NewsThe Match-Up You’ve Been Waiting For!
I Don’t Get It. Or Do I?
In arenas of artistic expression such as film or literature, we’re easily able to grasp plots and character development, and follow along from scene to scene. In music, we have learned to allow the verse, chorus, reprise and hook to relate a story we understand.
But, a piece of art paints a more baffling and challenging picture for some of us.
For centuries, art was dominated by Realism, which attempted to represent its subject matter truthfully. That was easy. But, over the last 150 years or so, reality has been forced to share the stage with wildly diverse Art Styles and Movements. Each drawing inspiration from the artist’s emotions, perceptions and aberrations. Some opting to express abstract ideas over still life or a portrait.
A group of art historians were once asked the question, “What Is Art?” One intriguing answer was simply “The presence of a second person.” The rationale being that when an artist created a work of art, it remained dormant, in a vacuum. And only when presented to a second person was the art “set into motion,” allowing it to be observed, questioned, critiqued, praised, loved, hated.
In essence, we (the viewer, the audience, the critic) often become as integral a part of the creative process as the artists themselves.
If you’re visiting a gallery or museum and want to get better at appreciating and discussing fine art, consider taking a moment to notice and discuss these and you might find yourself as the next Charles Baudelaire:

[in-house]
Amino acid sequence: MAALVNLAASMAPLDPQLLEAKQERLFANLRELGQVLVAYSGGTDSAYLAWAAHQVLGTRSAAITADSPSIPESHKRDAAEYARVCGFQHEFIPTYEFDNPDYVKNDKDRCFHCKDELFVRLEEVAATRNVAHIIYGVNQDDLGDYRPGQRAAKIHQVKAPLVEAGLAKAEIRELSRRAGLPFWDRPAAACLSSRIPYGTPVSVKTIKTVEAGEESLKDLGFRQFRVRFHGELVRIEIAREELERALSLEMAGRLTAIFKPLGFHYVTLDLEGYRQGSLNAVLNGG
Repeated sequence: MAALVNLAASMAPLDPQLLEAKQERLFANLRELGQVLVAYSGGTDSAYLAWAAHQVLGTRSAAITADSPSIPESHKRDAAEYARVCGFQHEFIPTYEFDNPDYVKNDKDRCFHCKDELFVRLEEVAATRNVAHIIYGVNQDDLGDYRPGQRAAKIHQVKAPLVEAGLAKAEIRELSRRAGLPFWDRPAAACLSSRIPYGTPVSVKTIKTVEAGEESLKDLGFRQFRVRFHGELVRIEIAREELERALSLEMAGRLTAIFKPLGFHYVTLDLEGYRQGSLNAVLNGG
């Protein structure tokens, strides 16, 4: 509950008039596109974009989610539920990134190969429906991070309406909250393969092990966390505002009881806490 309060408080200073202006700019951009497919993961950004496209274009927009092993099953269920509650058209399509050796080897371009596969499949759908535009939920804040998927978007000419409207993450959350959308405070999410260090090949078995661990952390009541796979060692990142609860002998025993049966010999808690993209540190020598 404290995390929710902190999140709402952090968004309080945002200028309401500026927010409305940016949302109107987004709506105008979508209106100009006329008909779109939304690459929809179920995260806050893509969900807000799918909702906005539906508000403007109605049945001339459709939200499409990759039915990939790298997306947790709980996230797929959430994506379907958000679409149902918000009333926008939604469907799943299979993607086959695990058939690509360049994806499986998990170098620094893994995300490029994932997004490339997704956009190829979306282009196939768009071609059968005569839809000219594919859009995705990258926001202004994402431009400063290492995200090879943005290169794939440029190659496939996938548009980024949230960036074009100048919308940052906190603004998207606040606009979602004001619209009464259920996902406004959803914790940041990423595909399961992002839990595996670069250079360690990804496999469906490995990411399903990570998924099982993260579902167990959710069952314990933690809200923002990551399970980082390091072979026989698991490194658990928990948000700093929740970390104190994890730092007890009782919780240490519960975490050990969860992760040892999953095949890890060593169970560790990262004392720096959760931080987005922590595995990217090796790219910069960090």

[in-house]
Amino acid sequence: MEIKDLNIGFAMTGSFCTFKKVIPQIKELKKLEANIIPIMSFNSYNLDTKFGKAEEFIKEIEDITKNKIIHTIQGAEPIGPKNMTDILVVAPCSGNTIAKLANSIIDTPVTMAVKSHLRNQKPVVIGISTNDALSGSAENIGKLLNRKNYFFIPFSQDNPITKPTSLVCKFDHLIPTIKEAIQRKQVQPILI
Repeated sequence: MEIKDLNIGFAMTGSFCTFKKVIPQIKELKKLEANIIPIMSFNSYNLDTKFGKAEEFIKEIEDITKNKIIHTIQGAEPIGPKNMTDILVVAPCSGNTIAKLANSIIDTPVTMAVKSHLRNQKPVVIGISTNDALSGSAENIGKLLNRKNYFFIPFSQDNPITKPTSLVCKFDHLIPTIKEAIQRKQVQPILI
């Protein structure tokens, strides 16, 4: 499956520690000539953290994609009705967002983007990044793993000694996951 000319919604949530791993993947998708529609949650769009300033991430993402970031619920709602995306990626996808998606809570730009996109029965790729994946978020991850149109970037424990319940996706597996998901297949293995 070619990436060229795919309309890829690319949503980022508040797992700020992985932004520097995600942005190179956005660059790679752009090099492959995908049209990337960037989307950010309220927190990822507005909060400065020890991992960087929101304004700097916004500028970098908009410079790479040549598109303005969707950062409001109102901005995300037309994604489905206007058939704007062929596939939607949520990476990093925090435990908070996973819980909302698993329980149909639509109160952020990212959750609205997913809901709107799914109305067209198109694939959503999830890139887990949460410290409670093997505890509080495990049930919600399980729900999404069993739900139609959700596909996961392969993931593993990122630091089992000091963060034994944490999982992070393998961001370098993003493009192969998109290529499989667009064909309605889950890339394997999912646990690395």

- Impact/Meaning: How does it make you feel? Art is literally designed to express something to you – do you hear it? This is no Rorschach test – don’t be afraid to express yourself.
- Subject: What is represented by the piece of art – both the theme and the figures.
- Composition: What the artist chose to include and what they left out. The perspective, the use of white space.
- Technique: The brushes, chisels, or other implements that created the piece and how they were used. Long or short strokes, dot patterns, ways of blending the colors, anything related to seeing the process that the artist used to create the piece.
- Color: Note the choices of color, vibrancy, usage.
- Symbolism: Imagine what the artist could be saying indirectly. Are there symbols hidden in the piece or right in plain sight that express something other than “wow, that’s a pretty flower.”